On this episode of ‘Views of the Cosmos’, we have the privilege to have onboard, the prominent presence of Oluwatosin Okedeyin “Urfavdadageh” to take us through her memorable experience, during her stay in the Heartbeat of the Nation which is Edo State, located at Mid-Western region of the country, right at the capital of the State,
Benin City – Oredo Local Government, to be precise.
As of 2014, the estimated population of the Edo state was 5 million people. It is made up of 4 major ethnic groups; namely the Bini, Esan, Owan, and Etsako. I won’t want to enjoy the juice and
sauce of her experience alone, so I’ll put it out in her words. Kindly fasten your seatbelt and maintain social distance – COVID 19 is still out there.
The temperature/weather in Benin is one of the unbalanced weather in Nigeria. When it’s hot, the weather would be extremely hot, and when it’s during raining season, the rain would be intense with radical winds too. It can just start
raining out of the blues with no warning – ‘harmattan too na war.’
One of my good experience was getting lost at ‘Saponba road’, and finding my way back home with the help of good Samaritans; that I ran into their house ‘when piss wan kill me’ after trekking for hours, and coming back to the same place – in fact, that’s also the bad experience. (It’s two in one). I trekked that day no be small – from evening till night. Phone battery was low, I was in a terrible mood, I was pressed, I didn’t have enough money with me, it was getting late, and I was getting scared. I kept coming back to the same area after trekking and trekking – it was so weird.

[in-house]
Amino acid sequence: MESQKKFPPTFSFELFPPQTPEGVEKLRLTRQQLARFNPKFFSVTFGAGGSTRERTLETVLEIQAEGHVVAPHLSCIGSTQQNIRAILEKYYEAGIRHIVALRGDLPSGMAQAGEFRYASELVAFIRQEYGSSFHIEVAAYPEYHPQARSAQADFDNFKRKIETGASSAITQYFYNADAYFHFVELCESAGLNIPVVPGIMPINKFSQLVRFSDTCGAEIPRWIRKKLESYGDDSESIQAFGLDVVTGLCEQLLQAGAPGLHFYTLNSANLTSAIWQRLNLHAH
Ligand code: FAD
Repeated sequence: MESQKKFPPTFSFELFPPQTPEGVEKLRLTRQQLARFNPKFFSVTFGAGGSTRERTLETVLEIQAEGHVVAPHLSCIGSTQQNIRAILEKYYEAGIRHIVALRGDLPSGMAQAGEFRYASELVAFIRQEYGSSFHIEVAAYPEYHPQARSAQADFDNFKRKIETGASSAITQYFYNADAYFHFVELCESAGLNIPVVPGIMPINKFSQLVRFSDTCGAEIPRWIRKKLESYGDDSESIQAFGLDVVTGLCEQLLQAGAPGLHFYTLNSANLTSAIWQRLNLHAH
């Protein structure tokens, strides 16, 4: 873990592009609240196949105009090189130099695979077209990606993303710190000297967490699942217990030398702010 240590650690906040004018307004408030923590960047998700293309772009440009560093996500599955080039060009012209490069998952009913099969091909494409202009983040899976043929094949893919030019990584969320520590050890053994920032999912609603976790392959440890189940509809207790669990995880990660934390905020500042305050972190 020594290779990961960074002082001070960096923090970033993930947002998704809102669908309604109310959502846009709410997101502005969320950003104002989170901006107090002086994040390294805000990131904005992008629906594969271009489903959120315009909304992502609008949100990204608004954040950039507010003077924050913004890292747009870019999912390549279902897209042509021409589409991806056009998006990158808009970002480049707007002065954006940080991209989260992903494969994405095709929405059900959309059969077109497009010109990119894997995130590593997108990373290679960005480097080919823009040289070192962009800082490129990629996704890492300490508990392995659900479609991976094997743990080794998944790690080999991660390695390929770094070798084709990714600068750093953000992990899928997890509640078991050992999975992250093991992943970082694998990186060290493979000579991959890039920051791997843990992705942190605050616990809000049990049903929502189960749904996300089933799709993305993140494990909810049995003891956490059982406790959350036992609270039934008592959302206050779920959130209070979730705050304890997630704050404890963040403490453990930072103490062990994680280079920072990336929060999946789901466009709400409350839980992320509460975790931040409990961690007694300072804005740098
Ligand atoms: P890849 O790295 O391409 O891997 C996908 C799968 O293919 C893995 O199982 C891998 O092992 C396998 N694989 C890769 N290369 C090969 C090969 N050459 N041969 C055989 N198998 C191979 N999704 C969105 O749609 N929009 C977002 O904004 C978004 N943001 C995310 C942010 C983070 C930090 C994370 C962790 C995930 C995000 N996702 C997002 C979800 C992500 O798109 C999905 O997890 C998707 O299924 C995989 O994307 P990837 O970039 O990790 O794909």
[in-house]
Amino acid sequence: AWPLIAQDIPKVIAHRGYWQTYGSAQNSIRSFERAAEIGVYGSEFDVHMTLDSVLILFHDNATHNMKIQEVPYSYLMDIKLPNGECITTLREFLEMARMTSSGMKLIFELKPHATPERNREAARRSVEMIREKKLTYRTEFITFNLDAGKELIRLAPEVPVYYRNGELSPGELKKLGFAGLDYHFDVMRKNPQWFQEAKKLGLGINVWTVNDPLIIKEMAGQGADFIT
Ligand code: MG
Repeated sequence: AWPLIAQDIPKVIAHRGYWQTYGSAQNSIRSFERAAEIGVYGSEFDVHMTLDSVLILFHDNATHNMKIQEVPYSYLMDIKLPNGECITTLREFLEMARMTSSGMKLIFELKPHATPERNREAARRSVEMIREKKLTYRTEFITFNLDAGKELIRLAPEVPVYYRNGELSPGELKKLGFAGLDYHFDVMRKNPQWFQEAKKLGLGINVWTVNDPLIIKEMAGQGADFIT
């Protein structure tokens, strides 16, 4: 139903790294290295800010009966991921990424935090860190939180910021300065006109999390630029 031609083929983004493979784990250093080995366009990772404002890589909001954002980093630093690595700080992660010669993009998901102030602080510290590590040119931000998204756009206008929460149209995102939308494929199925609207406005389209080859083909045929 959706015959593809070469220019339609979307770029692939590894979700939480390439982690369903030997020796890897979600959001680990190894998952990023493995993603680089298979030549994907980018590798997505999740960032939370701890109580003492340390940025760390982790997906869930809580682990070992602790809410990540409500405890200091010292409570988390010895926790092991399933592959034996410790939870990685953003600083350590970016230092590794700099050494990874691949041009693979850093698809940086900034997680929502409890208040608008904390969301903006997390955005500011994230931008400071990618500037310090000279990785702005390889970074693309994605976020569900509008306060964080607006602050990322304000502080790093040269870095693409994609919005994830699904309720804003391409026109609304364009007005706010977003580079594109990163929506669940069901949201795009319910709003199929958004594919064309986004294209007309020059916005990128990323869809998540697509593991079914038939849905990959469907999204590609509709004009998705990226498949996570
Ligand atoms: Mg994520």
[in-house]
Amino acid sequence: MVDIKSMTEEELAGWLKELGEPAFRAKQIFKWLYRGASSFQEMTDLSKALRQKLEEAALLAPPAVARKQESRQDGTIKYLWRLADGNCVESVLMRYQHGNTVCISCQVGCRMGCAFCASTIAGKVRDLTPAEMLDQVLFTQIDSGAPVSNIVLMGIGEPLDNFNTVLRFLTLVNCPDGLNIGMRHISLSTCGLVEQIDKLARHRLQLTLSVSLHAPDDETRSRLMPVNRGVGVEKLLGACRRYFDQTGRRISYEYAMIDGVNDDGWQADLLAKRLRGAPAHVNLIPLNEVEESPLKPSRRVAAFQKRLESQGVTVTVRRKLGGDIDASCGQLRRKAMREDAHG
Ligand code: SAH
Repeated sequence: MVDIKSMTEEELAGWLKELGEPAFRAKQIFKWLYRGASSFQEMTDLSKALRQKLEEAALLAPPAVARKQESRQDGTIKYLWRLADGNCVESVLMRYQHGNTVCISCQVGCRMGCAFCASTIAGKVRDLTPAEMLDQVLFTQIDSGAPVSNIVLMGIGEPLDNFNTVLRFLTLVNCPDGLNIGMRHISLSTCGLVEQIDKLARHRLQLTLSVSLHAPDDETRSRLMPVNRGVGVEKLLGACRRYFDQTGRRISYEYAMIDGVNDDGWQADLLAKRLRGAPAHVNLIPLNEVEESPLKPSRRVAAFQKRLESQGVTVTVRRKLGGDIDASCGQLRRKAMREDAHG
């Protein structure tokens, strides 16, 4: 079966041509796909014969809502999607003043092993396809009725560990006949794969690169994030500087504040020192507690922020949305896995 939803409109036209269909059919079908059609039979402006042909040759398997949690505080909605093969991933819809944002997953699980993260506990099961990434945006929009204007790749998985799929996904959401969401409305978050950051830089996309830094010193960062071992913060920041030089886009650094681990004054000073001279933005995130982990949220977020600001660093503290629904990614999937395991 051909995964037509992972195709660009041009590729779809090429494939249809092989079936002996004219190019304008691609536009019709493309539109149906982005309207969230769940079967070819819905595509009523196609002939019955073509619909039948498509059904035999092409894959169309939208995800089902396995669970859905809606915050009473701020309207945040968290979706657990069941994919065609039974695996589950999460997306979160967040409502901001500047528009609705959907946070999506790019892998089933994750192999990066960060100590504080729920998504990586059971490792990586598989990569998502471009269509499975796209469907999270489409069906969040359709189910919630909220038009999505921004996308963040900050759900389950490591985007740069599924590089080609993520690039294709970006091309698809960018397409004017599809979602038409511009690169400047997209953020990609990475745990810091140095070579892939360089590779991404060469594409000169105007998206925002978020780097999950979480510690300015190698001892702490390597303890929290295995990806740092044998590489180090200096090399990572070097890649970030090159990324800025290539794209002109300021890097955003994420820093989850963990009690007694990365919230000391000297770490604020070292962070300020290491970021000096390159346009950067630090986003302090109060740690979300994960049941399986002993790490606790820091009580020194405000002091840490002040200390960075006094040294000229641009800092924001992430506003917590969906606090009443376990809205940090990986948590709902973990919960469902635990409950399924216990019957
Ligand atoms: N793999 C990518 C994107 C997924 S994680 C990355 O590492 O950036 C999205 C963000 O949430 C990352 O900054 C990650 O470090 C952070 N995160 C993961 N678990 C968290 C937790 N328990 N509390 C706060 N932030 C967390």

The area just looked like a round-stadium, and they look alike, so I mistakenly dropped at the wrong bus stop.
The ugly experience was falling down from a bike, inside a big pothole that was covered with dirt water inside rain – so embarrassing.
Also, things are expensive in Benin (those people can be so greedy ehn). Transportation is just as expensive over there as Lagos State. Their power system is just like most parts of Nigeria depending on the area, there was a time I was there and the light was very good, (that was the first place I was at Benin, and I had to be begging ‘NEPA’ to take light).
Benin is a mega town. For me, it’s almost like Lagos. That is why whenever people are saying how rough Lagos is, and how you have to be very smart when you come to Lagos, staying in Benin for a while helped. So, when I came to Lagos it was just like regular Benin for me, just a bit higher – but some parts of Benin can be as rough Lagos.
In Benin, they have a couple of tourist centers (I didn’t really explore them). There is the Oba palace, and it’s a very sacred place. There’s also the Ogba Zoo, and the National Museum.
SOME UNPOPULAR REALITIES (Directly from Okedeyi Oluwatosin)
1. The route to Benin was long, but it was a short journey, (How ironic?) You’ll pass Sagamu, Ore, and Ifon before getting to Benin City. The route from Abeokuta to Ore is both good and
rough, but from Ore to Benin is smooth. It will only take you 4-5 hours from Abeokuta
to get there.
2. There are places along the road, like a restaurant that has a market in front. The drivers will park there so that passengers can come down and stretch their legs.